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Brits at Challenge Roth 2019: Pro and Age-Group excellence

Chief Correspondent

How the top Brits  performed at Challenge Roth 2019


Pro and Age-Group overall wins for Team GB in Bavaria

(Header image photo credit: James Mitchell)

With IRONMAN Frankfurt and Challenge Roth on back-to-back weekends, the two giants of European long-distance racing have now been run for 2019.

Unlike the Frankfurt weekend, I didn’t actually get to see or track a single second of Roth this year, the race clashing with the Outlaw Half Holkham, where I was working on Saturday and Sunday. Holkham is a stunning venue for a triathlon, but even a bit of basic internet connectivity to a Twitter feed for a few updates has seemingly not reached North Norfolk yet!

And thus, later than I would have liked had I been around, here’s a bit more info on the ‘Brits at Challenge Roth 2019‘, beyond the headline race news posted previously.



Top headlines of course go to the Women’s Pro winner, Lucy Charles-Barclay. Her victory adds to a perfect year so far which has included wins at IRONMAN South Africa, The Championship and IRONMAN 70.3 Staffordshire. More than that, it also puts to rest the pain of losing the race last year by just nine seconds.

The non-wetsuit swim (for the Pro athletes – Age-Groupers did get the benefit of neoprene), her usual fast start (from a women’s only wave too), saw her 49:01 clocking for the 3.8km beaten only by Jesper Svensson (SWE). Add to that the second quickest bike split and the fastest run (another Sub-3, 2:59:42), and you have a highly impressive all-round performance. The 8:31:09 finish time was also her quickest yet and more than 12 minutes ahead of her performance 12 months ago. It meant a lot to her:

Charles-Barclay is getting better every year, combining her talent with an incredible consistency of performance too. The gap to Daniela Ryf is closing, and the Angry Bird will be aware that she can’t afford to race Lucy on 90%. Kona – and perhaps Nice – will be well worth watching again this year.

In her first Pro race, Tara Grosvenor was more than happy with tenth place after what had been less than perfect preparation. “So if this is me not at my best…. bring on the next one.” We are hoping to get the inside track on Tara’s race in more detail coming very soon to the site.

A multiple Age-Group champion in IRONMAN 70.3 races, Roth was the first long distance Pro start for Gemma Frost and a 9:44 finish is a solid start from her.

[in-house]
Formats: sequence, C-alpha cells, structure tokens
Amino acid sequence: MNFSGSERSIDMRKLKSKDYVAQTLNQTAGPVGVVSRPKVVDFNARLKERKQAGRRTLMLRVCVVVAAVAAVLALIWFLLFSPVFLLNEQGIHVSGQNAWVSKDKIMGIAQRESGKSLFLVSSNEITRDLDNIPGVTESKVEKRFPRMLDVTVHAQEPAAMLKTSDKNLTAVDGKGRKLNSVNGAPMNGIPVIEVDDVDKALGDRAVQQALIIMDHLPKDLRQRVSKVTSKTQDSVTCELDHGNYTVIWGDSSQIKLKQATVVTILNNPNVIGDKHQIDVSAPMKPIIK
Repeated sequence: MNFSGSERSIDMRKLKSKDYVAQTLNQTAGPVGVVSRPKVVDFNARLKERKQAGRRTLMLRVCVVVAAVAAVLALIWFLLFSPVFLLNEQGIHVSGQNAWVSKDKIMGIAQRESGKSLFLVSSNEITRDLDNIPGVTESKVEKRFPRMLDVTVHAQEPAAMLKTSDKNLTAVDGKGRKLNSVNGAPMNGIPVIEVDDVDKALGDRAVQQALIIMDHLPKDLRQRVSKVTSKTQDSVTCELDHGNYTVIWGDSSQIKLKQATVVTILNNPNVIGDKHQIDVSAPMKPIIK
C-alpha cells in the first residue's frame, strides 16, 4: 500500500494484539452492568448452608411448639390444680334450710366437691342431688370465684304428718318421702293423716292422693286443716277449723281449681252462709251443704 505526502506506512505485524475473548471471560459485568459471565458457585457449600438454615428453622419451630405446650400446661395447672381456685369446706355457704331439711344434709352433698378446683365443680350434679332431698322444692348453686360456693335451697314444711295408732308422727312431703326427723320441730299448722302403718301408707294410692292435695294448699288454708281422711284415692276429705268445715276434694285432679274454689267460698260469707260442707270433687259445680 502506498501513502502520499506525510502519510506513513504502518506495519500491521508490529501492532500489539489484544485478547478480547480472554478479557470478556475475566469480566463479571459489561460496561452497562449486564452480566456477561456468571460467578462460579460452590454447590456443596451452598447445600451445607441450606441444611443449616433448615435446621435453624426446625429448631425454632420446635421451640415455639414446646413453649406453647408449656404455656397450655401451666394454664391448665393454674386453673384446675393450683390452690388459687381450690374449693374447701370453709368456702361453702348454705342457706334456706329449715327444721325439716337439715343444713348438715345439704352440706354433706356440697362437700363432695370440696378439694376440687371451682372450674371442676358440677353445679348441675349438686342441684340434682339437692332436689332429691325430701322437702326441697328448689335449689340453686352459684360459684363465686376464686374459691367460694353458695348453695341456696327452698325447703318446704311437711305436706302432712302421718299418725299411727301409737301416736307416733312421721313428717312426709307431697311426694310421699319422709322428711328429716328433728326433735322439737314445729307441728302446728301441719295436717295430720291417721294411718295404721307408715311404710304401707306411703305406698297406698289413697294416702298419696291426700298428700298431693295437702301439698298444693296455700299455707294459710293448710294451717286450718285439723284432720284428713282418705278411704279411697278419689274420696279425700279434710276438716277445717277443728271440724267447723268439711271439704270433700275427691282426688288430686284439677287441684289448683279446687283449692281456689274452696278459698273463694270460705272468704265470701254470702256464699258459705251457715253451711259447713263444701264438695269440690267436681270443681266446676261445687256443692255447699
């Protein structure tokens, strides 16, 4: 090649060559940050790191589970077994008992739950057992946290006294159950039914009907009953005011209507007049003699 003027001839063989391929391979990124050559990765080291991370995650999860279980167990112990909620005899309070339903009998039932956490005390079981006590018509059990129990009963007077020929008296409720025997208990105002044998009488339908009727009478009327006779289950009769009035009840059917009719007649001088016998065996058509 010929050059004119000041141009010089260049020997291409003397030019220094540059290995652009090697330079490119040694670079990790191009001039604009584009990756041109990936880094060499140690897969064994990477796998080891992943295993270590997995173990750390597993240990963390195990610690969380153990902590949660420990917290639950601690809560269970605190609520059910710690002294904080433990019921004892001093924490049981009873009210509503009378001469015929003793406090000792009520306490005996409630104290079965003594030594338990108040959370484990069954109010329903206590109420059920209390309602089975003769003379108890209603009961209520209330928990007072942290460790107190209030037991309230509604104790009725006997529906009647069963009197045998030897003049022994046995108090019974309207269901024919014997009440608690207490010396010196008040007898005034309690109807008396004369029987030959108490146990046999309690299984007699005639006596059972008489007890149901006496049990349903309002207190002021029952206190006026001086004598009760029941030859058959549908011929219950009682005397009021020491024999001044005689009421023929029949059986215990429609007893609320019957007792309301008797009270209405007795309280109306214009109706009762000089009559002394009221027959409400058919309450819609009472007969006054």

Two British Pro men started, and two (perhaps under-the-radar) superb performances from both, for different reasons.

Third at Kona for the past two years, fifth place for David McNamee is not unexpected. An 8:05:50 finish is fast (race winner Andreas Dreitz clocked 7:59:02), but when you then consider he also had a puncture – which the results tracking suggests cost him around four minutes I’m estimating – and he finished with the quickest marathon on the day (2:41:01), then he looks well on track for another strong performance in Hawaii in October. Fifth on paper, but that performance is better than the results sheets suggest.

A little further down in 13th position, Pete Dyson finished with a very swift 8:26:26, a fantastic result for an athlete racing in the Pro ranks while training alongside a full-time career.

British Pro Women Results

1st – Lucy Charles-Barclay (GBR) – 8:31:09
10th – Tara Grosvenor (GBR) – 9:29:01
13th – Gemma Frost (GBR) – 9:44:04

British Pro Men Results

5th – David Mcnamee (GBR) – 8:05:50
13th – Pete Dyson (GBR) – 8:26:26


How would you celebrate your 30th birthday? If you are Ruth Purbrook, then you smash your best iron-distance time and win the overall Age-Group race in the process. Already an iRONMAN Age-Group World Champion, that result comes off of restricted run training so far this year. Watch out Kona, Ruth wants to be the fastest amateur athlete across all divisions this time around – and she now has the help of the Specialized Zwift Academy Triathlon Team to support her. And she does all of this around a very high pressure city job too. Once again, very impressive from the Will Clarke coached athlete.

The fastest British male Age-Group athlete was Nathan Ford. “What a magical race. Struggling to walk this morning, but damn it was worth it.” was his post-race comment on Monday. I suspect he wasn’t the only one with similar thoughts! 8:43 and an Age-Group podium was the return for his efforts.



1st – Ruth Purbrook (30-34) – 9:12:15
2nd – Katherine Renouf (25-29) – 9:44:04
3rd – Nicola Beck (45-49) – 10:11:18
4th – Nicola Hickey Crowe (35-39) – 10:11:25
5th – Joanne Clark (25-29) – 10:12:30


1st – Nathan Ford (35-39) – 8:43:12
2nd – David Atkinson (30-34) – 8:49:41
3rd – Declan Doyle (IRL – 45-49) – 8:53:36
4th – James Elgar (30-34) – 8:56:48
5th – Benjamin Hall (30-34) – 8:58:18



  • Nathan Ford (35-39) – 8:43:12 – 3rd
  • Declan Doyle (IRL – 45-49) – 8:53:36 – 2nd
  • Paul Kay (65-69) – 11:26:20 – 2nd


  • Katherine Renouf (25-29) – 9:44:04 – 3rd
  • Ruth Purbrook (30-34) – 9:12:15 – 1st
  • Nicola Hickey Crowe (IRL – 35-39) – 10:11:25 – 1st
  • Katrina Head (35-39) – 10:12:41 – 3rd
  • Helen Waugh (40-44) – 10:14:39 – 3rd
  • Nicola Beck (45-49) – 10:11:18 – 1st
  • Lucy Walmsley (45-49) – 10:26:08 – 3rd
  • Melanie Hayes (50-54) – 11:00:08 – 2nd

John Levison
Written by
John Levison
TRI247's Chief Correspondent, John has been involved in triathlon for well over 30 years, 15 of those writing on these pages, whilst he can also be found commentating for events across the UK.
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